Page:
Alcohol and Dubai
Dubai's relationship with Alcohol is often seen as the same as its strict neighbours i.e. alcohol is not available and consuming alcohol is a criminal offence. Dubai was different. Alcohol was freely available until the late 1970s. What changed over the subsequent years is how Dubai managed Alcohol availability, together with its social and commercial aspects, yet still maintaining religious standards. Changes to Dubai's management of Alcohol began after 1979.
Alcohol was Dubai's Business in early 1970s
At beginning of 1970s, Dubai had no restrictions on Alcohol sales or its consumption. All types of alcohol and popular brands were freely on sale in Cafes, Restaurants, Hotels, Clubs and Liquor Stores. This ready availability came about because Alcohol was Dubai's major trading commodity. Alcohol was legally imported in commercial quantities by two main Trading Houses, Gray Mackenzie and Company and African and Eastern. Between them they held agencies for all the major international brands.
The Bigger Market
Although these Companies sold alcohol into the local market, their main market was Merchants trading with Gulf Countries. Merchants purchased Alcohol from these two Trading Houses at wholesale prices, then sold on at a substantial profit to markets outside Dubai where Alcohol was not legally available. This was legitimate business as far as Dubai was concerned. Importation and Exportation process followed Dubai's Laws. Delivery to the external market often did not follow the prevailing Laws of that market - in simple terms - alcohol was smuggled into these markets. Merchants trading in Alcohol were usually experienced Gold Traders. They knew how to get a product to market whatever the barriers. Known as Import/Export business in Dubai, the receiving end of the delivery chain called it smuggling. Dubai's attitude was everything they did was legal in Dubai. What happened in external markets was not Dubai's concern!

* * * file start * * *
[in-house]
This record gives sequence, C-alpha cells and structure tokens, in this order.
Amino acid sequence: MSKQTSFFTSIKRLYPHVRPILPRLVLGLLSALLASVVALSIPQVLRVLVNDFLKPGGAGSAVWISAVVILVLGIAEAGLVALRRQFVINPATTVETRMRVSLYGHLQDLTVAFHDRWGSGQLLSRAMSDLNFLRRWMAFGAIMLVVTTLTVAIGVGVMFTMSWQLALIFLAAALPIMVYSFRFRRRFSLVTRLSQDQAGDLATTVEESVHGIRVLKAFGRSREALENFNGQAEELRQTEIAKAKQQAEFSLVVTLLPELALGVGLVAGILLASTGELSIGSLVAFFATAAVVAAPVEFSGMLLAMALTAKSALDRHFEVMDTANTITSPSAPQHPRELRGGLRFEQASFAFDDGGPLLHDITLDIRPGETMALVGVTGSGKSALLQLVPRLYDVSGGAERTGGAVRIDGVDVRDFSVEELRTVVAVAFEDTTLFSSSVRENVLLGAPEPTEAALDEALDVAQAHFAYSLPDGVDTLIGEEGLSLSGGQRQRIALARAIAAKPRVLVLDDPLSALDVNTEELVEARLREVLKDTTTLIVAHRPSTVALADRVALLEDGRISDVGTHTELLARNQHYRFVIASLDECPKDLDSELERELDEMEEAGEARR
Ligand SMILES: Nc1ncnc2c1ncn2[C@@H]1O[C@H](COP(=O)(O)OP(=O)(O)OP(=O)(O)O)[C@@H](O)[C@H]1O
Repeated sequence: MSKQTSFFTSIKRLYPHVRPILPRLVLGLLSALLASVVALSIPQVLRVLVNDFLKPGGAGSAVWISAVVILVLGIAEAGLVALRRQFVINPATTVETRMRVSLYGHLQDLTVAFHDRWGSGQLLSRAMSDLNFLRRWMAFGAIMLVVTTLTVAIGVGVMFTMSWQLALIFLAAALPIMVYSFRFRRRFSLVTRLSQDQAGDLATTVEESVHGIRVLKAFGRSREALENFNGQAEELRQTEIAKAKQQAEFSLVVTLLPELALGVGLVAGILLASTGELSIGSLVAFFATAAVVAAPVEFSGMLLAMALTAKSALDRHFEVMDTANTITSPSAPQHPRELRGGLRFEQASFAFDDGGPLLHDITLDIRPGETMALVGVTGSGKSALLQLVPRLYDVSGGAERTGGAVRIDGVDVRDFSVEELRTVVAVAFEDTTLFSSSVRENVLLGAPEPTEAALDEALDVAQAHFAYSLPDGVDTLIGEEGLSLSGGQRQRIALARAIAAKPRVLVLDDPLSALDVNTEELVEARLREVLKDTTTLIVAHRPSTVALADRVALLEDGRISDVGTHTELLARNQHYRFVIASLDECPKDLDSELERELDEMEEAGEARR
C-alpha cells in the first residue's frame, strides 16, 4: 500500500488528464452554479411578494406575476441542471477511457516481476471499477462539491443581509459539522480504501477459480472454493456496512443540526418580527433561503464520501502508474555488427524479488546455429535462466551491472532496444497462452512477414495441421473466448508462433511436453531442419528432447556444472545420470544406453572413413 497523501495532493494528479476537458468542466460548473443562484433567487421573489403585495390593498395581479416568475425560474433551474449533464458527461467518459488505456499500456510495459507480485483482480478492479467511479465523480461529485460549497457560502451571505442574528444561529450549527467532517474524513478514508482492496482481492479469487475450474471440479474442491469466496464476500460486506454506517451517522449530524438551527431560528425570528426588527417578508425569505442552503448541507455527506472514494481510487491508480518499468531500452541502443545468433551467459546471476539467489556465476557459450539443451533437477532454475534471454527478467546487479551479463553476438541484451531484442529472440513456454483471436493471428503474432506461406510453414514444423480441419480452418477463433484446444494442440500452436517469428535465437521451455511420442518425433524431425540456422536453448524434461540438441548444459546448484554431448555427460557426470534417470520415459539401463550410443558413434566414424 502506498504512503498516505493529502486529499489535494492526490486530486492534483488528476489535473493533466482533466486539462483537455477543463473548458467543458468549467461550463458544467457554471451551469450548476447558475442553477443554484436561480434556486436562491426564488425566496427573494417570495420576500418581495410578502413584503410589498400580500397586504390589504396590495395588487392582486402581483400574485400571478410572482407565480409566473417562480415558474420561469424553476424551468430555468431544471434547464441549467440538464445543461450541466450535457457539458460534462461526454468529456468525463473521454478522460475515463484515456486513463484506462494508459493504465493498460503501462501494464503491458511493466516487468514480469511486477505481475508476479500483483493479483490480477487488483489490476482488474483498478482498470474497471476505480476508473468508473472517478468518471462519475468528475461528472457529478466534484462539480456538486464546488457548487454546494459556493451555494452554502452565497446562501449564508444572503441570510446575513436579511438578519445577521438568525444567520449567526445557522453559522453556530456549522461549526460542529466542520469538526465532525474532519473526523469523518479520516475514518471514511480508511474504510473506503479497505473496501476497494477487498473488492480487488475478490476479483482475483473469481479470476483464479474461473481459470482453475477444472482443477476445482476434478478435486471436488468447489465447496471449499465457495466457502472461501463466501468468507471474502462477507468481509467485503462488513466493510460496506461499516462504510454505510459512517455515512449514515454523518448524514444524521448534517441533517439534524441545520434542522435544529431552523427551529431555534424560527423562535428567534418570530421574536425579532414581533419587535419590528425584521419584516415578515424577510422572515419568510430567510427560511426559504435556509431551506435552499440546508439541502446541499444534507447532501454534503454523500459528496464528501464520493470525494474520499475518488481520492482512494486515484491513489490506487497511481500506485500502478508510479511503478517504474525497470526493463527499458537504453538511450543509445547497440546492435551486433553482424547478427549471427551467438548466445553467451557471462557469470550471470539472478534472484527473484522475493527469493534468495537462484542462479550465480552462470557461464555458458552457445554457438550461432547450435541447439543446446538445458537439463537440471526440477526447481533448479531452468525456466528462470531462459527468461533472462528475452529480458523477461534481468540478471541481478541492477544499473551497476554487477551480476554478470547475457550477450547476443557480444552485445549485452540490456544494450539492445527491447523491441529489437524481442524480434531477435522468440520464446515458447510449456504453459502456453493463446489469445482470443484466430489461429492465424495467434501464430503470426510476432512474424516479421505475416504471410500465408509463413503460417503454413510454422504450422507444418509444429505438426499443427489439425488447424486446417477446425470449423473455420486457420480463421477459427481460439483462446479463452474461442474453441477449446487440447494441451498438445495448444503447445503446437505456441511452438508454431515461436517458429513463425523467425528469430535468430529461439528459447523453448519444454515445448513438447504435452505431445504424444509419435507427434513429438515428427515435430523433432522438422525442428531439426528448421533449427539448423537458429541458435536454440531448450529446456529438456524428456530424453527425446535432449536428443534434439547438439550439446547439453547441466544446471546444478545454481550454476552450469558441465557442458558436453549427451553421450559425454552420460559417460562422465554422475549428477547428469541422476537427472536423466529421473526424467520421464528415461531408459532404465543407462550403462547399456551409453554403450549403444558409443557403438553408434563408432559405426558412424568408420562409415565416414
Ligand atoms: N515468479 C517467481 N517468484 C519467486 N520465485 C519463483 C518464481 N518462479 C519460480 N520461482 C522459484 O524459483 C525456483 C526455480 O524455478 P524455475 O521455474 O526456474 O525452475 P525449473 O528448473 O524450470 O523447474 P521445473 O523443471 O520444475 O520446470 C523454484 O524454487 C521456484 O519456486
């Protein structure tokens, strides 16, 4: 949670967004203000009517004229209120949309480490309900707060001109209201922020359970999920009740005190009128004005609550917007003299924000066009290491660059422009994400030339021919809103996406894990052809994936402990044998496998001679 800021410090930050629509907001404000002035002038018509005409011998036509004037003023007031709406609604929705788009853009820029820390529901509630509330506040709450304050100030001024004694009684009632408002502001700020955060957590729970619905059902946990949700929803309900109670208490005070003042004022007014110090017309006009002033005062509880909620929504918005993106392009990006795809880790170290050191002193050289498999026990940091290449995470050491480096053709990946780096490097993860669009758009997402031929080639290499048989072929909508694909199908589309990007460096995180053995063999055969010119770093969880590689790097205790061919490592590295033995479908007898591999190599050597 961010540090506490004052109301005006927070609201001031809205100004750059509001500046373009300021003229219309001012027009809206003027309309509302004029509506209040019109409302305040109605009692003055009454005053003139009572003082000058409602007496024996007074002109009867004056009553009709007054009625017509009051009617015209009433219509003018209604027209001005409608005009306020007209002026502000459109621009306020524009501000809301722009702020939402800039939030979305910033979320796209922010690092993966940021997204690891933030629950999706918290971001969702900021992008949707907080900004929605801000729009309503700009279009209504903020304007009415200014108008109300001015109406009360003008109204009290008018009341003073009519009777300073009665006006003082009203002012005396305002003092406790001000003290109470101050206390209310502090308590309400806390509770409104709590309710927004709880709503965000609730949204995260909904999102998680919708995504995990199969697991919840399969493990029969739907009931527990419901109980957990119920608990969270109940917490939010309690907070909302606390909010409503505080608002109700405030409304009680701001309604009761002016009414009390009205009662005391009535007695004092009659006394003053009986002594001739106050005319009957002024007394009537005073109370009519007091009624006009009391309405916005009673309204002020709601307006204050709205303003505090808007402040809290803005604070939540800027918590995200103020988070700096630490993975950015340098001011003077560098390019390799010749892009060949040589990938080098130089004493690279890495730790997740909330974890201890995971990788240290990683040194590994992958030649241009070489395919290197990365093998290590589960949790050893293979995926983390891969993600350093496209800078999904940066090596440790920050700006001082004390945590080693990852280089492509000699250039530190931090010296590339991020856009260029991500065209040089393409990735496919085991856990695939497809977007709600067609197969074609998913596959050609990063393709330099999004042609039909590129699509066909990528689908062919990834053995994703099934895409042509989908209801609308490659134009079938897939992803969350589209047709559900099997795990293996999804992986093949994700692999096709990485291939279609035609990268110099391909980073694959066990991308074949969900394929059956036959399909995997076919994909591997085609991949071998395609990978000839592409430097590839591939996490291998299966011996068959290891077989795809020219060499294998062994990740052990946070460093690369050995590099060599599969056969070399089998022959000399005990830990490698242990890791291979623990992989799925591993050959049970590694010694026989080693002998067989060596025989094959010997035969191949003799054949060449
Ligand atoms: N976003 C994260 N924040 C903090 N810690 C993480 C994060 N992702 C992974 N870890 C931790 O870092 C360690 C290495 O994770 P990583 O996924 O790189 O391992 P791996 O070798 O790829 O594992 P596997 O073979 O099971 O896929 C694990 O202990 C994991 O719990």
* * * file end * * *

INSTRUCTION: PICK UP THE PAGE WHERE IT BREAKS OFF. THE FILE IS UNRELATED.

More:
Smugglers had a taste for Alcohol
Incentives to trade alcohol were huge. A bottle of whiskey purchased in Dubai could sell for 30 times more into a neighbouring country back in the 70s. But these Traders did not deal in single bottles - they purchased thousands of cases at a time.......
He walked into my office unannounced and said "I want whiskey". I thought he wanted to buy a bottle or two -"How many do you want?" "5,000 cases" he answered."How are you going to pay?" I asked. His hands reached into each side of his Dishdasha and he began pulling out wads of Dirham notes still in their bank wrappers. He continued until his pockets were empty and my desk covered in wads of Dirham Notes. Now I understood what he wanted! The deal was done and 5,000 cases of Johnnie Walker Whiskey delivered. I have no idea where they went after that....
Manager with a Dubai Trading House
"A Glass of Wine with Your Lunch?"